A Cluster System to Achieve Scalability and High-Availability with Low TCO

The authors describe a commercialized version of the Linux Virtual Server.
Read-Only for the Web Server

On each EPS unit the web contents are read-only, even for the root user. Another level of security is incorporated to protect accidental modification or deletion of the web contents: the user must be authenticated for write access to the web contents stored in the Coda filesystem.

Performance and High Availability Testing

This section discusses the performance and high availability of our system.

We would like to verify 1) the scalability and 2) the high availability of our system. Systems similar to ours have been developed based on the LVS but to-date very few performance results have been reported, with the exception of "Linux on Carrier Grade Web Servers".

According to Zhang, the load balancer's overhead is minimal because its forwarding function is executed in the kernel space rather than the user space. Furthermore, by adopting the LVS direct-routing option, the load balancer cannot become a bottleneck because it does not get involved in returning the result. Based on this design, the performance should scale almost linearly as more web servers are added

One factor that may contribute to performance is the Coda filesystem. The web servers come in two flavors, Coda server and Coda client or Coda client only. When a request is forwarded to the first type, any necessary web contents are available on that server. On the other hand, if a request is forwarded to the second type and if the request page is in the cache, the request could be honored immediately. Otherwise, a page would have to be fetched from the Coda server, adding some delay. Initially, when the cache is not filled with pages that are already referenced, the Coda client would need to send many requests to the server for pages. After some processing, however, the cache-hit ratio will increase, and the delay due to the page fetch would become negligible.

Testing Methods

eTesting Labs was hired to conduct performance testing. The results are presented in terms of requests per second and throughput. The network topology used is shown in Figure 4. At eTesting Labs, a collection of PCs with WebBench generated web page requests. When a PC made a page request, the client on the PC did not issue another request until the results of the current request were returned. Rather than displaying the results, each round-trip time was recorded. Multiple PCs were necessary because each PC could generate only so many requests per second. The product was stress-tested by increasing the number of WebBench clients from 1 through 120. In addition, the testing used two types of page requests, static page and e-commerce page. A static page request has no dynamic content, while the e-commerce page requests have CGI scripts and SSL turned on. Today it is very rare to see web sites with only static pages. However, the static-page benchmark is useful as a baseline.

Figure 4 shows that the initial test configuration consisted of one EMS unit, two EDS units and two EPS units. EPS units were added incrementally as the test progressed. For the initial configuration with two EPSes, each EPS served as both a Coda server and a Coda client. In the other test configurations (using three, four, six, and 10 EPSes, respectively) two of the EPSes served as both a Coda server and a Coda client; and the other EPSes served as only a Coda client.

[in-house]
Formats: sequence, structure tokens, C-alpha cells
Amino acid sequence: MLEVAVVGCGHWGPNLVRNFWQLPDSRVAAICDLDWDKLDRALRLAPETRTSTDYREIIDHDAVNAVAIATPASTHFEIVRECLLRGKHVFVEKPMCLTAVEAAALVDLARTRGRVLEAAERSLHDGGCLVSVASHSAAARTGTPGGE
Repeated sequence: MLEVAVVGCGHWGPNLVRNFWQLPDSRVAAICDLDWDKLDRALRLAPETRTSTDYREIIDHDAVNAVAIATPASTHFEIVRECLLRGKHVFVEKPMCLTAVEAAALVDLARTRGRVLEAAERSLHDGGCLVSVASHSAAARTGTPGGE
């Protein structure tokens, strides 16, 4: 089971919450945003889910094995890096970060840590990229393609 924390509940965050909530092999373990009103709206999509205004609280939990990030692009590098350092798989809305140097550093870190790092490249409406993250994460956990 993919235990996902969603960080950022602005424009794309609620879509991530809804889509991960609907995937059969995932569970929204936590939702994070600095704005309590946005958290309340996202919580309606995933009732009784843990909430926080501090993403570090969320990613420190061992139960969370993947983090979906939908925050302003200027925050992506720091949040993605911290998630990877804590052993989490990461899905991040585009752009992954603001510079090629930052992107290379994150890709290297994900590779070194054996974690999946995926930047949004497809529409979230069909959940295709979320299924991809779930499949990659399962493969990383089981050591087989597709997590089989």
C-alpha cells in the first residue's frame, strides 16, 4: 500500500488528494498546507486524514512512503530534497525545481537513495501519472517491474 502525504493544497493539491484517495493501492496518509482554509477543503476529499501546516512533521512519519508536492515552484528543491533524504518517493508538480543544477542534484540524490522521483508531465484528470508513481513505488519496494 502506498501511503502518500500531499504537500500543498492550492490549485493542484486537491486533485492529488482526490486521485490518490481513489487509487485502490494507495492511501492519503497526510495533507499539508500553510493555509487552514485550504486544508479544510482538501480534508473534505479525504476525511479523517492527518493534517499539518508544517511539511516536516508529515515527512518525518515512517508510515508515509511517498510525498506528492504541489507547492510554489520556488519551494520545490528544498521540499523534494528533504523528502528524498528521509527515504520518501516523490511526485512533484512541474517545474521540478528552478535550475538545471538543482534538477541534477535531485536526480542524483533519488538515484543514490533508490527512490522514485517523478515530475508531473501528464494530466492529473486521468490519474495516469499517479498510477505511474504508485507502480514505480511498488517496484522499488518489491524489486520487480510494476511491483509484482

Figure 4. Test Network Topology at eTesting Lab

Testing Results

The results of e-commerce testing showed perfect or near linear scaling . When the number of EPS units was increased from two to three, 1.5 times more requests were processed per second. When the number of EPS units was doubled from two to four, there were 1.99 times more requests processed per second. The performance improvement was 4.65 times when there were 10 EPS units rather than two. Considering the additional overhead, these results are good. With 10 EPS units, nearly 4,600 requests per second were serviced at 18 million bytes per second. At a rate of 4,600 requests per second, more than 397 million requests could be serviced in 24 hours.

Figure 5 and Figure 6 show the e-commerce testing results in terms of requests per second and throughput, respectively.

Figure 5: Request Per Second for E-commerce Testing

Figure 6: Throughput for E-commerce Testing

Both fail-over tests for EDS and EPS units worked as expected. First, the master load balancer was turned off. As a result, the stand-by load balancer took over and no service interruption was observed. When the master was again turned on, it resumed the load balancing function without any interruption. When one of the EPS units was turned off, it was removed from the available server pool but there was no service interruption. When that EPS unit was again turned on, it sent a signal to the EDS to put itself back in the available server pool, resulting in no visible service interruption.

With up to 10 web servers, there was no significant performance degradation. However, dedicated Coda servers would probably be required for a much higher load. Otherwise, access to the Coda would become a bottleneck.

Although we added a number of improvements over LVS, there are a few areas we would like to improve. They are:

  • Load balancer bottleneck

  • Stateful fail-over

  • Lost packet

  • Integration with backend servers

  • Load balancing other servers